(Information on the Holy Spirit was gathered from http://www.spirithome.com/spirpers.html#whois.)

"Spell this out in capital letters: THE HOLY SPIRIT IS A PERSON. He is not enthusiasm. He is not courage. He is not energy. He is not the personification of all good qualities, like Jack Frost is the personification of cold weather. Actually, the Holy Spirit is not the personification of anything...... He has individuality. He is one being and not another. He has will and intelligence. He has hearing. He has knowledge and sympathy and ability to love and see and think. He can hear, speak, desire, grieve and rejoice. He is a Person."
------ A W Tozer, The Counselor

Day 3

The Promise of the Holy Spirit (Pt 3)

The followers of Christ have been described (James 1:18) as being the first fruit of the new order, the Kingdom. The first fruits were a wave offering related to the Jewish day of Pentecost. The Gift of the Holy Spirit was first given to the church at the Christian Pentecost, but had been seen before that: it is said of Christ that "he had the spirit without measure."

In Luke 24:49, in John 14:15-17, and again in Acts 1:4-5, the risen Jesus promised to send the Holy Spirit. It took Him no more than a few days, on Pentecost (Acts 2), for Him to keep His promises. A theology of the Spirit was the furthest thing from their minds; they had their hands full coping with the Spirit's activity in their lives, and having every believer experience that presence. There has been no repeat of Pentecost -- there is nothing quite like the first time -- but from that moment on the Spirit would be giving people mini-Pentecosts, filling them and showing them what to do with it. In Acts (2:38-39; 10:44; 19:5-6), the Spirit comes with that beginning of faith within the person, and with the action of being baptized. Indeed, that's what Peter promised in Acts 2:38: Repent, be baptized, receive the Spirit.

1. CORNELIUS' HOUSEHOLD. Acts 10:1 - 11:18. Urged on by a dream sent from God, Peter went to Cornelius to tell his own witness story about the good news of Christ, and offered forgiveness of sins (Ac 10:38-43; Ac 11:4-18). Cornelius and his household and close friends believed (Ac 11:17-18). Peter and the Jews that were with him could easily recognize the newborn faith in Cornelius' circle, but they also noticed something else: these Gentiles were speaking in tongues and praising God all over the place. The home was jumping. This was strange to Peter and the others; they hadn't seen non-Jews this way. Cornelius and his household had received the Spirit, but had not yet been baptized into the church. So, Peter rushed in to have them baptized, making them a full-fledged part of the Church.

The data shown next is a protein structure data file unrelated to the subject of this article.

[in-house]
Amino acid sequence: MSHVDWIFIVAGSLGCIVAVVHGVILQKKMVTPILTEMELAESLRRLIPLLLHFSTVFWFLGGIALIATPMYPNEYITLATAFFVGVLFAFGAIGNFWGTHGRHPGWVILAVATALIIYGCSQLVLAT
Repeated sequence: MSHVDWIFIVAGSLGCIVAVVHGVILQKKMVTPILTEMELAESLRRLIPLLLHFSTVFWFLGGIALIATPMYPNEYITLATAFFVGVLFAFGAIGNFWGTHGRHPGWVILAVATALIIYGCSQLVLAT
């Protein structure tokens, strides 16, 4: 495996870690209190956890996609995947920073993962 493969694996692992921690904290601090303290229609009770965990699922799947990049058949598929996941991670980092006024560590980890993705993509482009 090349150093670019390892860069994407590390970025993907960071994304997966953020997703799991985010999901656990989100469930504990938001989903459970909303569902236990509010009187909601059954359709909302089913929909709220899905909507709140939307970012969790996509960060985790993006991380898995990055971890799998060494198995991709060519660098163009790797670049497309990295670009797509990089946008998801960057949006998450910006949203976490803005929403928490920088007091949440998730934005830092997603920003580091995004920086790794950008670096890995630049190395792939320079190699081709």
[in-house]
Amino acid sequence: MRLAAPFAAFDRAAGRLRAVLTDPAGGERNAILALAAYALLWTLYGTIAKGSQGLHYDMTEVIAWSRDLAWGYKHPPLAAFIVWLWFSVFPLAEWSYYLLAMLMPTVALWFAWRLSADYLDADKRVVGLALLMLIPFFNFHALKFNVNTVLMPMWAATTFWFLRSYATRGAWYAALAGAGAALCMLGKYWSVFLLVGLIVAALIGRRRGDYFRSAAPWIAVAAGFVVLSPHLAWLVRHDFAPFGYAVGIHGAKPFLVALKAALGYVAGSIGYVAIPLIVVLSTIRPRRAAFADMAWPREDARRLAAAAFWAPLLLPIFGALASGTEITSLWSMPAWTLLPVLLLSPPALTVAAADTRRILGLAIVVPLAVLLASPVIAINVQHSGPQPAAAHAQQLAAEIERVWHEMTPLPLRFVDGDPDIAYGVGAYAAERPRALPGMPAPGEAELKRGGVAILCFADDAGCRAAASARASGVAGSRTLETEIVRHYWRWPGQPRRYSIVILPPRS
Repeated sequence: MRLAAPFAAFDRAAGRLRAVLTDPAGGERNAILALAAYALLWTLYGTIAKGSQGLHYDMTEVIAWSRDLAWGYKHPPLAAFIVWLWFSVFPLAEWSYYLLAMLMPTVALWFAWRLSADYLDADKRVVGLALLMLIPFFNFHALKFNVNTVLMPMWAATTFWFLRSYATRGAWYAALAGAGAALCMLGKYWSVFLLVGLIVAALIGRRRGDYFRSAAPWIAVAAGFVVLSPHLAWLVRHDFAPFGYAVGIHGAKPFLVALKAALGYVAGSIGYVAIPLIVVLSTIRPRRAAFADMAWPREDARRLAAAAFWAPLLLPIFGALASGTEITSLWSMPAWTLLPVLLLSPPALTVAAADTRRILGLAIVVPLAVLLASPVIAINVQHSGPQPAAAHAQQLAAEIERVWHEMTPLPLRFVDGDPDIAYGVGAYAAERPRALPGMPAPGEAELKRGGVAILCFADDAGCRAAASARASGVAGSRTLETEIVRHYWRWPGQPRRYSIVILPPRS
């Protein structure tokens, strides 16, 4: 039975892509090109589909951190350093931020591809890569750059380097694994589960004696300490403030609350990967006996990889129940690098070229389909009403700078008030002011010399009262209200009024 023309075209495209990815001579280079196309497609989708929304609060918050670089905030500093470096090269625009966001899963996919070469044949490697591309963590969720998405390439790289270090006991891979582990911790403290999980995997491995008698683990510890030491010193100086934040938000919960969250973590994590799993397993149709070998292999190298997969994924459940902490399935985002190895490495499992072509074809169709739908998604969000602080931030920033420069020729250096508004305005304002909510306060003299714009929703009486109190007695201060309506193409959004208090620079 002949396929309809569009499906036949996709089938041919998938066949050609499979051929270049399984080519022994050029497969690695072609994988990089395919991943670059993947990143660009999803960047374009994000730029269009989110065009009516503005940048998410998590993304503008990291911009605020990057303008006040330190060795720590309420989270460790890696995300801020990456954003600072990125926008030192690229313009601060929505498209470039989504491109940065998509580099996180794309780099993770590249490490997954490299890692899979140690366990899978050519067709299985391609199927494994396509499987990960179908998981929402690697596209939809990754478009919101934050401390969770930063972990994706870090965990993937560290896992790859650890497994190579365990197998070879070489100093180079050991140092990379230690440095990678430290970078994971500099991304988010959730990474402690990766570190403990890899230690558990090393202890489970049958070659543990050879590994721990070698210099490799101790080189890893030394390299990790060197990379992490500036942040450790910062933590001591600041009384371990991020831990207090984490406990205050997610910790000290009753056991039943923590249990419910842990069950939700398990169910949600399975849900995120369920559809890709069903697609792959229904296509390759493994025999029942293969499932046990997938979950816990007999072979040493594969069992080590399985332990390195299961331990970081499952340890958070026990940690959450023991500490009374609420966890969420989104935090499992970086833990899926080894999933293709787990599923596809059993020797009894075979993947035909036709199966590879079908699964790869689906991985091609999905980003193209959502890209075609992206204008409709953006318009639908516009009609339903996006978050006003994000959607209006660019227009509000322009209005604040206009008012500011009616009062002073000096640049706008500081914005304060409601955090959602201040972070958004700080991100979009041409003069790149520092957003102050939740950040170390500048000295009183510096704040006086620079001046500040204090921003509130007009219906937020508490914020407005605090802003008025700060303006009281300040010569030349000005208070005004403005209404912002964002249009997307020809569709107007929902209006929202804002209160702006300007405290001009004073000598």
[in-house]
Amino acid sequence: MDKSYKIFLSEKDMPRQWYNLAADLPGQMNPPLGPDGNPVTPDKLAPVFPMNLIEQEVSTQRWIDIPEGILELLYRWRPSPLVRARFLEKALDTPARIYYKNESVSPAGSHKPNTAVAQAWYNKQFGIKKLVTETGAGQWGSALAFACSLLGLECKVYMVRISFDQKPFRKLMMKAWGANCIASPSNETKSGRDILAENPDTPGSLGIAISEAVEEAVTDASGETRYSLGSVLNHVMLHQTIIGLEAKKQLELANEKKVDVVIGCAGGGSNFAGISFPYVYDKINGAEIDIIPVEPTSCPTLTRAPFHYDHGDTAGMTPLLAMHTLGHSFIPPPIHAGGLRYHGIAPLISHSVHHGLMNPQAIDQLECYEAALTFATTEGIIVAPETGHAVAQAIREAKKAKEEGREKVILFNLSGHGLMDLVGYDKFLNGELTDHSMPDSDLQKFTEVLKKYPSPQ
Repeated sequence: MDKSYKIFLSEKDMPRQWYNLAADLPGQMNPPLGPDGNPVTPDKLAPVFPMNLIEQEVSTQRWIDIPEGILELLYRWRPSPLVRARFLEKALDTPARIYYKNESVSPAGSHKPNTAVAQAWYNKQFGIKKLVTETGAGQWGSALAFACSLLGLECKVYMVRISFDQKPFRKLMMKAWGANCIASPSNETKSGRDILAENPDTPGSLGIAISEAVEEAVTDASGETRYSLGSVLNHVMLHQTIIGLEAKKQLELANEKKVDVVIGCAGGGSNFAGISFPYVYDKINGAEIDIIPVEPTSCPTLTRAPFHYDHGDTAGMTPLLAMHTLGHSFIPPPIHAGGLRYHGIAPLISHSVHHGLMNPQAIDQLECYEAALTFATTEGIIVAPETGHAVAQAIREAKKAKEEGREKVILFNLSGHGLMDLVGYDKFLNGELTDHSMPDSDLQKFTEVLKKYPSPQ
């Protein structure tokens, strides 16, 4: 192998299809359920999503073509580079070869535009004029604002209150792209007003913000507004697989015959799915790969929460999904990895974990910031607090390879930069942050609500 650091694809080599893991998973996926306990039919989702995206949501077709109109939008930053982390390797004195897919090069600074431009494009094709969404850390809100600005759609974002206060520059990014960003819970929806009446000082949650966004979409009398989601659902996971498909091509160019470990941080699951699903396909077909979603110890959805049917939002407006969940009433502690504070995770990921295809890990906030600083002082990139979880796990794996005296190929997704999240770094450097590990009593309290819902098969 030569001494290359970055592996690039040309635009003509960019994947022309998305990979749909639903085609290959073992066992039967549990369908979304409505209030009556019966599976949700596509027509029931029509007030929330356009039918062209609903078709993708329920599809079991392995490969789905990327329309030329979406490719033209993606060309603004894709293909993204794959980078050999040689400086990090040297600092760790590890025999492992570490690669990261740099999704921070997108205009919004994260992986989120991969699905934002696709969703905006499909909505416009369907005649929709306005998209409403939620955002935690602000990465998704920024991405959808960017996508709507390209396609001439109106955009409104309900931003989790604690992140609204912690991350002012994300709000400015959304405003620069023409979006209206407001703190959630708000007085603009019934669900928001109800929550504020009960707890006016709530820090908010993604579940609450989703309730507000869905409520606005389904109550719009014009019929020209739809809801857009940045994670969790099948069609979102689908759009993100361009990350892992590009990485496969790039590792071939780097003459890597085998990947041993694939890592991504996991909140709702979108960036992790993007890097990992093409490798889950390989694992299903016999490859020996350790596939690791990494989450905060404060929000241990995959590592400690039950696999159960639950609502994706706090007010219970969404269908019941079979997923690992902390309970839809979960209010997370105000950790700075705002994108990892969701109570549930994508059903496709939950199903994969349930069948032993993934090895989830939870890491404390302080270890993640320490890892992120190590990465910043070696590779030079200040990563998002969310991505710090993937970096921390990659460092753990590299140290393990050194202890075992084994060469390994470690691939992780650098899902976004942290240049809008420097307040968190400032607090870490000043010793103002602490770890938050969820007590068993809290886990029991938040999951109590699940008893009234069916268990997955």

2. THE SAMARITANS. Acts 8:4-25. Philip preached the gospel to them in the power of the Spirit, they believed, they were baptized, yet the Spirit didn't fall upon them. They received the Spirit later, from Peter and John, when John recognized the problem.
3. THE EPHESIANS. Acts 19. Paul came upon some former followers of John the Baptist. They had received no Christian teaching or baptism. So Paul availed himself of the opportunity. He baptized them, then he laid hands on them and commissioned them with the Spirit.
Notice that the Spirit has a different timetable than the apostles or anyone else. That's because God rules, and can choose to be in the house and in effect at any time.

(This information on the Holy Spirit was gathered from http://www.spirithome.com/spirpers.html#whois.)

Day 4

Why should the children of a king
Go mourning all their days?
Great Comforter, descend and bring
Some tokens of your grace.

Do you not dwell in all your saints,
And seal the heirs of heaven?
When will you banish my complaints,
And show my sins forgiven?

Assure my conscience of her part
In the Redeemer's blood;
And bear your witness with my heart,
That I am born of God.

You are the earnest of his love,
The pledge of joys to come;
And your soft wings, celestial Dove,
Will safe convey me home.

------ Isaac Watts